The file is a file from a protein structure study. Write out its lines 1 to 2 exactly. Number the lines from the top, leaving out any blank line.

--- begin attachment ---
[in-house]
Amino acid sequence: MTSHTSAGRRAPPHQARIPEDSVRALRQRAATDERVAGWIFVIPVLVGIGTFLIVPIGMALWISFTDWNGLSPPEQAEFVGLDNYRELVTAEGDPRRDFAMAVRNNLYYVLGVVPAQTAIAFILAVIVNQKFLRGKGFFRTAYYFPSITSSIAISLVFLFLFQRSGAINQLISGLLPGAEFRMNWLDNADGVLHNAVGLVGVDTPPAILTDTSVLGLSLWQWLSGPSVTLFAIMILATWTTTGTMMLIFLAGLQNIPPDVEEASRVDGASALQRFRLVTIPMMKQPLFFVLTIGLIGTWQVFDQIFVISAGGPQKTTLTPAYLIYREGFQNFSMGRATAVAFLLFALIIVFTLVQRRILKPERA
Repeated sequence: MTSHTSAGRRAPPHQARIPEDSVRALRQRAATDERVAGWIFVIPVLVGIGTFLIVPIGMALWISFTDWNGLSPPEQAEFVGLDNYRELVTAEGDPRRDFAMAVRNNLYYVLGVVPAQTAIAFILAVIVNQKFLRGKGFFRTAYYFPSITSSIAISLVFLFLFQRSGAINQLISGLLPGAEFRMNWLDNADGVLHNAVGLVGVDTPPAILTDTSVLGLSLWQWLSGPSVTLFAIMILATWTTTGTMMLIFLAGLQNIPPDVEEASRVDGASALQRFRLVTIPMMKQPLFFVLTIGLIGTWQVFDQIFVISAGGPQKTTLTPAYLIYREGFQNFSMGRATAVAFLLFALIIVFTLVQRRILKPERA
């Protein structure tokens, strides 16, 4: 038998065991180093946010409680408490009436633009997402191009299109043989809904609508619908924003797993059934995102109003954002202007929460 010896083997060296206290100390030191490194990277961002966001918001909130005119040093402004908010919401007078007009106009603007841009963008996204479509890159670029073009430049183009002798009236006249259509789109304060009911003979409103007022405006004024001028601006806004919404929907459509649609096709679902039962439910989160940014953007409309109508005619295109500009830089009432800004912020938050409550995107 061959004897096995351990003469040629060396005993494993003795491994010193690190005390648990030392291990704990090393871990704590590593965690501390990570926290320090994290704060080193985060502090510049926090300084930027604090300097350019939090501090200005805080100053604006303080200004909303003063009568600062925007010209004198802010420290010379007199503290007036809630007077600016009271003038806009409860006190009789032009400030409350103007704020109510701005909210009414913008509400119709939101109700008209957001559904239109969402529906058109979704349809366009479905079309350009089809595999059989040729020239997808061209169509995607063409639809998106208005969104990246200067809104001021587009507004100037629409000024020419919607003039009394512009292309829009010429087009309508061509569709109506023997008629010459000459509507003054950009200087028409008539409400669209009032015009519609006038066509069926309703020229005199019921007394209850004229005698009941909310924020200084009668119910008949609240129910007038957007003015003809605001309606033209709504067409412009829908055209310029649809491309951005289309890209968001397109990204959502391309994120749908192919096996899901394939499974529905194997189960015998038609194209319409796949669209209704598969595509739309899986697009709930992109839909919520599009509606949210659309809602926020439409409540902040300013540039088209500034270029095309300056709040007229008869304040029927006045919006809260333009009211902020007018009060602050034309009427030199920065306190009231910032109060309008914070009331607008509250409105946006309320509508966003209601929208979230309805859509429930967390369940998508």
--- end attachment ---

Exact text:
[in-house]
Amino acid sequence: MTSHTSAGRRAPPHQARIPEDSVRALRQRAATDERVAGWIFVIPVLVGIGTFLIVPIGMALWISFTDWNGLSPPEQAEFVGLDNYRELVTAEGDPRRDFAMAVRNNLYYVLGVVPAQTAIAFILAVIVNQKFLRGKGFFRTAYYFPSITSSIAISLVFLFLFQRSGAINQLISGLLPGAEFRMNWLDNADGVLHNAVGLVGVDTPPAILTDTSVLGLSLWQWLSGPSVTLFAIMILATWTTTGTMMLIFLAGLQNIPPDVEEASRVDGASALQRFRLVTIPMMKQPLFFVLTIGLIGTWQVFDQIFVISAGGPQKTTLTPAYLIYREGFQNFSMGRATAVAFLLFALIIVFTLVQRRILKPERA